A plan for Culture Training, including training new hires about misconduct, and an assessment of the effectiveness of current Culture Training programs, including the results of a survey of employees related to Culture Training (“Culture Plan”) … The Culture Plan shall include a certification from the Head of Human Resources stating whether the Company’s employees have completed required Culture Training. The Monitor may direct that the Culture Plan address specific issues, and may also require the Company to submit additional periodic survey questions on Culture Training to a subset of directors, officers, or employees.
After that first Culture Plan is delivered at Day 45, State Street will need to provide updated Culture Plans at least once every six months, or whenever else the monitor wants to see one.
Even more specific, however, are the requirements for the Compliance Plan, corresponding to our second bullet point above. That plan needs to “describe the compliance resources … including the identity of each employee whose principal function is to design, evaluate, or test internal controls intended to detect and reduce billing misconduct.” And likewise, that plan will be updated at least once every six months.
So specific compliance function employees will be named in the plan. That’s one way to define roles and responsibility.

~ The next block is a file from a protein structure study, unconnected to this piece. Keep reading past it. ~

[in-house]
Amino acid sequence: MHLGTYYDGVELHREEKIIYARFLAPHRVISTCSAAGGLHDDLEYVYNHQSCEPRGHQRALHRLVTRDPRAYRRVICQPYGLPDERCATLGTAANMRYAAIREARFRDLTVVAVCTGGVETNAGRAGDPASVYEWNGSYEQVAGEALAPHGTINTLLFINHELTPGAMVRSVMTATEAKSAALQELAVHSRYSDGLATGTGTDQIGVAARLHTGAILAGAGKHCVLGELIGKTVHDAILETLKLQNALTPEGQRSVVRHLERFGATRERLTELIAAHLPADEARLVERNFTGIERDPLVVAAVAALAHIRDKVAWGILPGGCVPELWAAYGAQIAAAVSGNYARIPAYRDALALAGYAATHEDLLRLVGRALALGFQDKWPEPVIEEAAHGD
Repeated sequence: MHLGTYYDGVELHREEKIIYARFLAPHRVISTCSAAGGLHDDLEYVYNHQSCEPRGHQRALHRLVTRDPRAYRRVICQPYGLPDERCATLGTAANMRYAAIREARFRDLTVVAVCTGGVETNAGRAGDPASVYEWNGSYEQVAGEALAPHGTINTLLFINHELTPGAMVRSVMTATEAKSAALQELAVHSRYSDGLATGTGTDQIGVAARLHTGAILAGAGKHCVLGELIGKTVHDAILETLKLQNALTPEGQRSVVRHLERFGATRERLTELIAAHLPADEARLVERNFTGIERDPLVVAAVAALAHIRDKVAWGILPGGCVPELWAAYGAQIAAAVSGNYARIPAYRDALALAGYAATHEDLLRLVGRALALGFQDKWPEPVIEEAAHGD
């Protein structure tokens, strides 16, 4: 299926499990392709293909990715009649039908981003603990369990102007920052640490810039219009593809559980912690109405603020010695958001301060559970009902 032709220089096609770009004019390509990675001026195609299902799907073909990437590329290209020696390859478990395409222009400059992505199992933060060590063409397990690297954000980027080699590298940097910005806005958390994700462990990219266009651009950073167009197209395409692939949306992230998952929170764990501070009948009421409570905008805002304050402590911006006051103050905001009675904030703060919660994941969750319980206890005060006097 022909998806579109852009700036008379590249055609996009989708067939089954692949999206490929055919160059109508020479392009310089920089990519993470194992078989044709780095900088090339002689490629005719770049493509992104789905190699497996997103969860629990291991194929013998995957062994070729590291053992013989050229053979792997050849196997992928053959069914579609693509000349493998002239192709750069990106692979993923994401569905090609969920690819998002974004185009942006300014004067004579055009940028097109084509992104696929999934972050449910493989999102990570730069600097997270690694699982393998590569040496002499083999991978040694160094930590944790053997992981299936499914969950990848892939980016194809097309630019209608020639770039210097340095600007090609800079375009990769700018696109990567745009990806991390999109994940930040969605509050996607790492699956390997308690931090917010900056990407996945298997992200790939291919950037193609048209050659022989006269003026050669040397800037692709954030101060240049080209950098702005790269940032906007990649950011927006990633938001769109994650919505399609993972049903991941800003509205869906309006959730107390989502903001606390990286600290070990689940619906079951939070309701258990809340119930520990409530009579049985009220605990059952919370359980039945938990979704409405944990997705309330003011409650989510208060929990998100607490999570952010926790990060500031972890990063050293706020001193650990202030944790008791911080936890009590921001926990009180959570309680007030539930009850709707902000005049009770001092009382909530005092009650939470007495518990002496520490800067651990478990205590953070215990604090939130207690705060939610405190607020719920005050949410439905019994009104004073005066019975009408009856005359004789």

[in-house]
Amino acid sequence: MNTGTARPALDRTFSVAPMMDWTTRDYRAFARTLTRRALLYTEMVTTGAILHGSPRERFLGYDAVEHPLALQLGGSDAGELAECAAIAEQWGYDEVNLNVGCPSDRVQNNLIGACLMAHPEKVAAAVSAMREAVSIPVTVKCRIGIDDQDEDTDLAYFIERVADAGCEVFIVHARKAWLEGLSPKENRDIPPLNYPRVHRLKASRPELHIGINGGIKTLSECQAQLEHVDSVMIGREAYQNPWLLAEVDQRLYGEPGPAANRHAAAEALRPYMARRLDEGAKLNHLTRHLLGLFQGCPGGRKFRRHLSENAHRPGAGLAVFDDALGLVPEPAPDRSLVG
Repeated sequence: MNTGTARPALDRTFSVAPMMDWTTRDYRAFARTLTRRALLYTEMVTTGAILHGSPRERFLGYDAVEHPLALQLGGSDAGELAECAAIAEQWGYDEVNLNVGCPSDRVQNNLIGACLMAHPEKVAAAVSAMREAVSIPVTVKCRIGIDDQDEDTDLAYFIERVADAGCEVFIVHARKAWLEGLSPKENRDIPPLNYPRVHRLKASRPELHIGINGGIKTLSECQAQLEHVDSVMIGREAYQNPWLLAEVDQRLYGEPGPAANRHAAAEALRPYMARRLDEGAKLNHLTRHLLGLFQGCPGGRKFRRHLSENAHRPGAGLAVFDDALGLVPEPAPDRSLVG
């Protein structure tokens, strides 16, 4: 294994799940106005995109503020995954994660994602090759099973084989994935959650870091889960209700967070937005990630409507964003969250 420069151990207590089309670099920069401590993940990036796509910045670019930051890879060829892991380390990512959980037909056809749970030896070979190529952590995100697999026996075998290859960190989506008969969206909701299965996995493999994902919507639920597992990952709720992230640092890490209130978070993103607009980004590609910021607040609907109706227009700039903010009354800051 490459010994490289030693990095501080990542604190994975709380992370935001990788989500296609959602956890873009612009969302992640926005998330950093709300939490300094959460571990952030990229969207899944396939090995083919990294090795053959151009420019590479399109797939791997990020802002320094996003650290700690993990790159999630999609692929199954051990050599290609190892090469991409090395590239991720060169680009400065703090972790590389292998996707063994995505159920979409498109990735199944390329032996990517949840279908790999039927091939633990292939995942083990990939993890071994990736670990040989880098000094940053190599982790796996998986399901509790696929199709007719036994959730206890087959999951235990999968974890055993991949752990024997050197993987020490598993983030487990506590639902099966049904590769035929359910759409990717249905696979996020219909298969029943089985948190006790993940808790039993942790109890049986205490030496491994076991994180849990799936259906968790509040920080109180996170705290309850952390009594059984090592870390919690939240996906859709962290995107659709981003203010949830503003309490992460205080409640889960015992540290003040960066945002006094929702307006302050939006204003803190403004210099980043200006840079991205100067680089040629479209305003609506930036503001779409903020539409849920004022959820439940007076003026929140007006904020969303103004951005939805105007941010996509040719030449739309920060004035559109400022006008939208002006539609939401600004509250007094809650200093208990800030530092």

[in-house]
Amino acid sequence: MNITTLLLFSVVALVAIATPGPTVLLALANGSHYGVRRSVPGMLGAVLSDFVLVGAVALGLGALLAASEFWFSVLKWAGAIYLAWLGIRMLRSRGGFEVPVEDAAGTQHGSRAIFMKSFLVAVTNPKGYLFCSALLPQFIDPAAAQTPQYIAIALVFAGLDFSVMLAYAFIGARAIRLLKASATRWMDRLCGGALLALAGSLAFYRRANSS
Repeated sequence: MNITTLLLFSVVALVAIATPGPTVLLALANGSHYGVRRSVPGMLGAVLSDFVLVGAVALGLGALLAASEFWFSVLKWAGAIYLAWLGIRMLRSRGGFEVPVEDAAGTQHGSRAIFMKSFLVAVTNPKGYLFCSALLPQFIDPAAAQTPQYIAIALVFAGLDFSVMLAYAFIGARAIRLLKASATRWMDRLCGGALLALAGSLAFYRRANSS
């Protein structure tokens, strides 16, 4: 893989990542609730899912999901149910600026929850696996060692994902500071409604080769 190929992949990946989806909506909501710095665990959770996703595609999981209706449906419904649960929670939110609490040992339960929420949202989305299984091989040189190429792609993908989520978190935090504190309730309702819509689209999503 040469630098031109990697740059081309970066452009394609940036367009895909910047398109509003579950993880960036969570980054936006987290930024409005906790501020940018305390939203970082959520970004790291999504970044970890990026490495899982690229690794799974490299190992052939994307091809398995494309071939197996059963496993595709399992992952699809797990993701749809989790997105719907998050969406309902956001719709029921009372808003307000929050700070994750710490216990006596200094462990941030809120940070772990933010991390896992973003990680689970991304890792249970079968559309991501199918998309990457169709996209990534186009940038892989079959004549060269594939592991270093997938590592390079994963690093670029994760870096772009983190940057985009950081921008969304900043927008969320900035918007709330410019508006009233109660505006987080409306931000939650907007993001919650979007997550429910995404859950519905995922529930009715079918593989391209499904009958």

Moreover, the chief compliance officer at State Street (that’s Jacqueline Angell, for the record) will need to certify that she believes the compliance function has enough resources “to maintain a reasonably effective system to detect and reduce billing misconduct.” Meanwhile, the head of HR will need to certify that all employees involved in designing, testing, or evaluating internal controls for billing fraud are indeed listed in the Compliance Plan.
That’s a lot of accountability the compliance monitor will be enforcing at State Street.
What Else Is There?
My question is this: What happens if the monitor finds evidence of other misconduct at State Street during his or her tenure?
After all, the evidence in this specific case points to a deeply flawed culture at the bank. I’m hard-pressed to believe that flawed culture only manifested as bogus up-charges State Street billed to mutual funds.
Indeed, prior misconduct at State Street is already on the record. Just days before the end of the Obama Administration in 2017, State Street paid a $32.3 criminal penalty and agreed to a deferred-prosecution agreement to settle charges that the bank had defrauded clients by secretly applying commissions to securities trades.
So that’s another example of billing fraud that presumably overlapped with this latest incident of billing fraud.
To be fair, State Street seems to have worked hard to clean up its act over the last five years. The bank did win credit from the Justice Department for voluntarily disclosing this misconduct; cooperating with the Justice Department’s investigation, including providing evidence against the individuals involved; paying restitution to the victim mutual funds; and paying roughly $97 million in civil penalties to the SEC and state regulators.
State Street also has undertaken lots of compliance program remediation work already, in addition to whateve the monitor might want to see as part of those three bullet points above.
Still, a bad corporate culture is a many-splendored thing. You have to wonder what else is in the closet.